The history of Chios goes back some 8000 years to the people of the Neolithic period who have left bits and pieces at Spilaio in North Chios. Evidence of civilization during the Proto-helladic period has been found in Emboreo. Mycenaean artifacts have been found in Fana and in Chios town. Mythology says that the first colonist of Chios was
Oinopionas from Crete, the grandson of King Minos who taught the inhabitants the art of wine-making. The name Chios supposedly comes from his daughter Chiona though it could also be from the Phoenician word for mastica. The first king of Chios was Amphialos from Evia. It was later settled by the Ionian Greeks from the coast of Asia Minor. By the 7th Century BC it was a major power. Supposedly Homer was born in Chios and his students spread Homeric epic poetry throughout the ancient Greek world. In the 6th century
there was a school of sculpture on the island as well as the ancient temple of Phanios Apollo near Fana in southern Chios. The first democracy of the ancient world, the Great Covenant (Megali Ritra) was founded in 600 BC on Chios and it is believed that Solon based his reforms for Athens on it. This led to a period of peace and prosperity for the Chiotes who were said by Thucydides to be the richest of the Greeks. Though Chios did not establish colonies as did other Greek cities, they did create a number of trading
posts throughout the ancient world. Even in ancient times mastic was traded, for its use in medicines.
After a period of Persian expansionism when King Darius had installed tyrants in all the Ionian cities that fell under his influence, the revolution of 499 BC saw the Chiotes drive out their tyrant and fought the Persians at the battle of Ladi, only to see the island re-conquered in 493BC. Though forced to fight on the side of the Persians at the battle of Salamis,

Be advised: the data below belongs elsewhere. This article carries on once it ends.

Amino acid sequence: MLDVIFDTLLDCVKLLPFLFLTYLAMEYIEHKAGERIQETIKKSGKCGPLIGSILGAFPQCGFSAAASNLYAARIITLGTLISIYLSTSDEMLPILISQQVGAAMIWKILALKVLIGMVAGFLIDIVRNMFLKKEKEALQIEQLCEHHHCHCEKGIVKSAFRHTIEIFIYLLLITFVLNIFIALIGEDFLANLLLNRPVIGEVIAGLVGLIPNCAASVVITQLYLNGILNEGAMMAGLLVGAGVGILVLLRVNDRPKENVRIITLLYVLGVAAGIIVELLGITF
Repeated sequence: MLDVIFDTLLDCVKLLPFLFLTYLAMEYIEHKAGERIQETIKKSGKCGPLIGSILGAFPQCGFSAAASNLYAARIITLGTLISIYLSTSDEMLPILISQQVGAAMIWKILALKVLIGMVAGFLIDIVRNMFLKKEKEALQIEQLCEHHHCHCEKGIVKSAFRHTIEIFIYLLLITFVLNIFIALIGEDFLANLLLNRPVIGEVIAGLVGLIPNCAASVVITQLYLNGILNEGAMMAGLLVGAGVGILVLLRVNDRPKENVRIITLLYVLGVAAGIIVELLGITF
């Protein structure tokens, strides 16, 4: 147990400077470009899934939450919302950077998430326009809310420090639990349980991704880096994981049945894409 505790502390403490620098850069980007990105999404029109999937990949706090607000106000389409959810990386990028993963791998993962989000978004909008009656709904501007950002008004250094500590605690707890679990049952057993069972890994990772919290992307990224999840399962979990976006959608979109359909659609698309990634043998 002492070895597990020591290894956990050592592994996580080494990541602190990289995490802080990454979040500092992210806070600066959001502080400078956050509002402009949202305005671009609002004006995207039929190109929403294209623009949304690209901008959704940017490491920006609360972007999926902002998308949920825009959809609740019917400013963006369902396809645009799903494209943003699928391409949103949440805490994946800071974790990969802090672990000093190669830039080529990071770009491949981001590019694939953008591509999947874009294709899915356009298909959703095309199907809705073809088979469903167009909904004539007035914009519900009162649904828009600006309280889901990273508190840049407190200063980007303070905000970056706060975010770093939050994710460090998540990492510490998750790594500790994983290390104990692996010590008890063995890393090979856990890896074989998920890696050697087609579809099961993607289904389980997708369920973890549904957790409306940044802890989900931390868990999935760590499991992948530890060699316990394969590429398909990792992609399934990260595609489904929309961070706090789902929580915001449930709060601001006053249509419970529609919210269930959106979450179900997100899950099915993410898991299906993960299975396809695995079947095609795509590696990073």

the defeat of the Persian fleet brought Chios into the Athenian alliance which brought in a new period of prosperity, arts and culture. In the Peloponnesian war the island was allied with Athens until the catastrophic defeat in Sicily when it fell under Spartan influence, then back to Athenian with the Antalkideio Peace Accord. During Alexander the Great's rule Chios was a Macedonian garrison. With his death it passed to the rule of the Seleucid kings until it regained its independence after the battle of Magnesia
in 189 BC. In 190 BC they allied with the Romans to defeat the Seleucids but was later destroyed by Mithridates. The island was liberated by Sylla in 84 BC and entered a dark age that corresponded with the beginning of Christianity.
In the 11th Century the Byzantines built Nea Moni (New Monastery) and built the fortress in Chios town to defend the port from Arab pirates. There was a short period where the Franks ruled the island but it gradually fell under the influence of the Genovese who used it ads a transit station for their trading journeys to the east. As the Byzantine
empire weakened the Genovese became more influential on the island. Chios was given to Benedetto Zaccaria in 1307 and was under Genovese rile until 1329 when it was reoccupied by the Venetians under Andronicos Palaiologos. When the Genovese retook the island in 1346 they held it for two more centuries, exploiting the island and its inhabitants and developing the production of mastica. When the production of silk and the introduction of citrus fruits came to Chios, the culture of the island, along with the wealth